“Large new-content platforms like Facebook and YouTube will [soon] build audio-specific products and begin to distribute podcasts en masse,” Conal Byrne, president of iHeartPodcast Network, said in a statement.
Indeed, HBO Max, like Netflix, has already used podcasts in limited fashion, offering greater depth into select video programming and movies.
Last year, Max parent WarnerMedia inked a deal with iHeartMedia to create podcasts for numerous original TV series such as “Search Party” and “Raised by Wolves,” among others.
“WarnerMedia Entertainment’s networks and brands have long been a marvel in the entertainment industry, and we’re ecstatic for the opportunity to be a part of their legendary storytelling and to bring this trove of new content to the iHeartPodcast Network,” Byrne said at the time.
New data from Samba TV finds the Dec. 25, 2020 debut of Disney/Pixar’s Soul remains the most-streamed movie in the past seven months — topping Warner’s Wonder Woman 1984, Godzilla vs. Kong,Mortal Kombat and Amazon Prime Video’s Borat: Subsequent Moviefilm, among others.
Fallout from the pandemic has seen Hollywood alter traditional movie distribution to include direct-to-streaming launches for new titles. Disney and WarnerMedia have led the move, followed by Hulu, Apple TV+ and Amazon Prime Video.
Warner is releasing its entire 2021 theatrical slate on HBO Max concurrently with box office rollout.
Direct-to-streaming movies continued to roll out, with major blockbusters hitting living room screens the same day as, or even before, their theatrical debuts across all major platforms. While Soul and WW84 continued to lead the pack from the fourth quarter of 2020 over both their three-day premiere window and for 30 days after, March held some huge debuts as well, with HBO Max’s Zack Snyder’s The Justice League and Godzilla vs. Kong seeing sizable three-day viewership tallies.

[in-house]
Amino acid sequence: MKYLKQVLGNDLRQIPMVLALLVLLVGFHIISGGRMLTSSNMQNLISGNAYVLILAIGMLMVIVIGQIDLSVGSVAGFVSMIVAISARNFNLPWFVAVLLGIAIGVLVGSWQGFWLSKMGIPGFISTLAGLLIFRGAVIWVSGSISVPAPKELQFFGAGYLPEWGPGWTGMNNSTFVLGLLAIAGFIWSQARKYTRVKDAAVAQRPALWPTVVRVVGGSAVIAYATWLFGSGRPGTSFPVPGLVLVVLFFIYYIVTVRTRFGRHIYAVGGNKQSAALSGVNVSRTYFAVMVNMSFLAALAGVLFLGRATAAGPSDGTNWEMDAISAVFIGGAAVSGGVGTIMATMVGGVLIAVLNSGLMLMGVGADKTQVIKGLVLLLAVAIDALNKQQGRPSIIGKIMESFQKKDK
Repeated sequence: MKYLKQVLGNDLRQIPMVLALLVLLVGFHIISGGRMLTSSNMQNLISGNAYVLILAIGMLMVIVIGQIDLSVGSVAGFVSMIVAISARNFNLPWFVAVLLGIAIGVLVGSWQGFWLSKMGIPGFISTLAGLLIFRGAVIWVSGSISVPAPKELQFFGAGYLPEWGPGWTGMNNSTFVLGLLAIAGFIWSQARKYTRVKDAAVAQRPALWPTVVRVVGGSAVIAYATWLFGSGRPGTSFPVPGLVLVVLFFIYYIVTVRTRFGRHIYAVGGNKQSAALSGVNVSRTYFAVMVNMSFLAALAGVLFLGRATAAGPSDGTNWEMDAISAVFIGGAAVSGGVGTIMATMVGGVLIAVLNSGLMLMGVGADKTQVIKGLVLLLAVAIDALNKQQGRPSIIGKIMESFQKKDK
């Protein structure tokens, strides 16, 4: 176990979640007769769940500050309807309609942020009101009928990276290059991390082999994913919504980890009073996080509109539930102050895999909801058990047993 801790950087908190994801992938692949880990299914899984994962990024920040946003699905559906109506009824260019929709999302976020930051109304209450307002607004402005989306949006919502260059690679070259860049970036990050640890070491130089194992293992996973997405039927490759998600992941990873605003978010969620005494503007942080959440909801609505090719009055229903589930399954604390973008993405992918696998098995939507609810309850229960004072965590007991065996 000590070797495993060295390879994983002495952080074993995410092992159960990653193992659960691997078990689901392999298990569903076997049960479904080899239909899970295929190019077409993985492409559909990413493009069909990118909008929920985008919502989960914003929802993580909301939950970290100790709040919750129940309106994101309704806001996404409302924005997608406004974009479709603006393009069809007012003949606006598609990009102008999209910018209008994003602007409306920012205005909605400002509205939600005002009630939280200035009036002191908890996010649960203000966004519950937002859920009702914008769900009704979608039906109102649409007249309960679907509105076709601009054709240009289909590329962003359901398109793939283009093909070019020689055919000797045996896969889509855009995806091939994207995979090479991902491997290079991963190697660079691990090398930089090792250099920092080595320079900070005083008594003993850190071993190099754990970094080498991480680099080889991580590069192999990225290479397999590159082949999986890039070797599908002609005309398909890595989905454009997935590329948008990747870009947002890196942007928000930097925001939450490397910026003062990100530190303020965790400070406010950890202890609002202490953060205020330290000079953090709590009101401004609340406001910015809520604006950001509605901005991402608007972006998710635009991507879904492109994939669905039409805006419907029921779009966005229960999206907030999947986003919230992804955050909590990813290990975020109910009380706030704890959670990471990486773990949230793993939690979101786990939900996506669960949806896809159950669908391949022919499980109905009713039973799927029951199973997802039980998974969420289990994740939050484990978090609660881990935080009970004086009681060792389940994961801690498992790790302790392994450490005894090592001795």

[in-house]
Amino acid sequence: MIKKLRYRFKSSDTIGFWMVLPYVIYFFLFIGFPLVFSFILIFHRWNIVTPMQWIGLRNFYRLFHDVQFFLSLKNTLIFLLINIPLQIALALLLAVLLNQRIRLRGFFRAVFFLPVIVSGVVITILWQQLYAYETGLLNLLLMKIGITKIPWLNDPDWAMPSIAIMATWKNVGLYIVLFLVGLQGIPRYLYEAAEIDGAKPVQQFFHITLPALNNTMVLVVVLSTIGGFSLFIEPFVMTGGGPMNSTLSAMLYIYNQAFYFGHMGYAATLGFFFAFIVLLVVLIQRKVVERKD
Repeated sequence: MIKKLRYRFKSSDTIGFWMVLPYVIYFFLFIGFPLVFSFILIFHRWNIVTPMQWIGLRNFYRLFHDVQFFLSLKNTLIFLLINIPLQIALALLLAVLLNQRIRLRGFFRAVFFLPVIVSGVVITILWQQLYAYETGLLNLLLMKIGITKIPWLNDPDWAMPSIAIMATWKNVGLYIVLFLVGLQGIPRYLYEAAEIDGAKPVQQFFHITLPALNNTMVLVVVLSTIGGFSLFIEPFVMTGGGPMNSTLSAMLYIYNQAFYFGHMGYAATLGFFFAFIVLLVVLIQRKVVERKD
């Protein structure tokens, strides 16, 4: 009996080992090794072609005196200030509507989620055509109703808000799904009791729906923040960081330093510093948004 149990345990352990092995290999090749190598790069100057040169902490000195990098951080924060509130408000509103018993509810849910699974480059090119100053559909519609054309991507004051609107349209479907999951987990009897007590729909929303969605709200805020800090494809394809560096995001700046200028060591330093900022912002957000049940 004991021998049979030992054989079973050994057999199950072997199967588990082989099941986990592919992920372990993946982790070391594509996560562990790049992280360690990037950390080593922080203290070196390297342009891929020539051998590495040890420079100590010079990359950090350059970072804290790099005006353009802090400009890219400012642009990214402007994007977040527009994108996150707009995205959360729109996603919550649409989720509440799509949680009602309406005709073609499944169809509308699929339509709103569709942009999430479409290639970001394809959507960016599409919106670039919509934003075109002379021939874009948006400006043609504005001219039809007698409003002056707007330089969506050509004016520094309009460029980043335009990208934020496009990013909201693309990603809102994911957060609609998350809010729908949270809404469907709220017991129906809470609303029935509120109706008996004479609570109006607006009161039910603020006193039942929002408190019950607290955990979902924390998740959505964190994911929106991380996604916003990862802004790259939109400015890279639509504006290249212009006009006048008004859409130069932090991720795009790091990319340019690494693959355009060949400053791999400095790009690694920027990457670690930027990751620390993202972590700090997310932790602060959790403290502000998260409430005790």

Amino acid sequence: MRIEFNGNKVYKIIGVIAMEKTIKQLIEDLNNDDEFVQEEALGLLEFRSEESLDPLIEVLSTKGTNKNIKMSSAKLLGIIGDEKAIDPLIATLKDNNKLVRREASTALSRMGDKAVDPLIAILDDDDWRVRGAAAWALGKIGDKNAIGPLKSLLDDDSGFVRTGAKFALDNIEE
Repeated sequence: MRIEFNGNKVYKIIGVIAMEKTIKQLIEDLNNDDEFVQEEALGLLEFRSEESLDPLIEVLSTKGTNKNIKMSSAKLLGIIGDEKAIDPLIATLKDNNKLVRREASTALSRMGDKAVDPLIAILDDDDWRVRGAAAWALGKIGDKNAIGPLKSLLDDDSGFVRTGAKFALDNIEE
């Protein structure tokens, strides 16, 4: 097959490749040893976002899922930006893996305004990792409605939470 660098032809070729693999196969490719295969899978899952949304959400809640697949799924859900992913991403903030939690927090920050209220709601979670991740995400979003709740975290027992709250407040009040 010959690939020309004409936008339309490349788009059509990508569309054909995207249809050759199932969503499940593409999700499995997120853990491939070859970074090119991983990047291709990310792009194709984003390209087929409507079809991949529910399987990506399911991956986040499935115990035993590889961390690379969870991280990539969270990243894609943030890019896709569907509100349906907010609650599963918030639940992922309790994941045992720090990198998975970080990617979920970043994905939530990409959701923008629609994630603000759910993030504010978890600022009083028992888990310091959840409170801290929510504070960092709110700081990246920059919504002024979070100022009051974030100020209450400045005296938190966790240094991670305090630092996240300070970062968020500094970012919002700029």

Through the end of the first quarter, Soul had generated more than 5.8 million household views, followed by WW84 with 4.3 million. Mortal Kombat started strong with 3.6 million households since its April 23 launch. Detective drama The Little Things has slightly more than 3 million households.
Pay-TV Viewership Decline Continues
Separately, according to Samba TV’s analysis, there was a 10% quarter-over-quarter decline in the daily average number of TV-viewing U.S. households consuming linear-TV, along with a 14% decline in total minutes viewed. Every month since November has progressively seen lower daily average U.S. household tune-ins than the previous month.
On top of that, linear-TV advertising impressions were down year-over-year across the U.S., U.K., and Germany showing that demonstrates that the industry has not quite returned to pre-pandemic levels and likely will continue to shift to digital as viewers increase time-shifting and streaming behaviors.